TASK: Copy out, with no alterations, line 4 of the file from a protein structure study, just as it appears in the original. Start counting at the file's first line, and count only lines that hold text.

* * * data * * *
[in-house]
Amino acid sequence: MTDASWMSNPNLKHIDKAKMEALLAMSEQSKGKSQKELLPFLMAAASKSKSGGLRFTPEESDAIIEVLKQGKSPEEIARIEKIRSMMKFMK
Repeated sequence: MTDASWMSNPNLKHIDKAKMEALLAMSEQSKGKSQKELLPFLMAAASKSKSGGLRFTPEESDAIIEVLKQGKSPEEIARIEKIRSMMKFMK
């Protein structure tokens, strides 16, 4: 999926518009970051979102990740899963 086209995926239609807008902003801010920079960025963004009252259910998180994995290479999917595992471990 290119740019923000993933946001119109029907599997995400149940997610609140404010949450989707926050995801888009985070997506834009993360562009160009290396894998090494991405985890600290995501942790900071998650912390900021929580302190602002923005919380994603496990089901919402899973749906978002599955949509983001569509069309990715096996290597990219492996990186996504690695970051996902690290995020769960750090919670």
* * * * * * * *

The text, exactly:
């Protein structure tokens, strides 16, 4: 999926518009970051979102990740899963 086209995926239609807008902003801010920079960025963004009252259910998180994995290479999917595992471990 290119740019923000993933946001119109029907599997995400149940997610609140404010949450989707926050995801888009985070997506834009993360562009160009290396894998090494991405985890600290995501942790900071998650912390900021929580302190602002923005919380994603496990089901919402899973749906978002599955949509983001569509069309990715096996290597990219492996990186996504690695970051996902690290995020769960750090919670």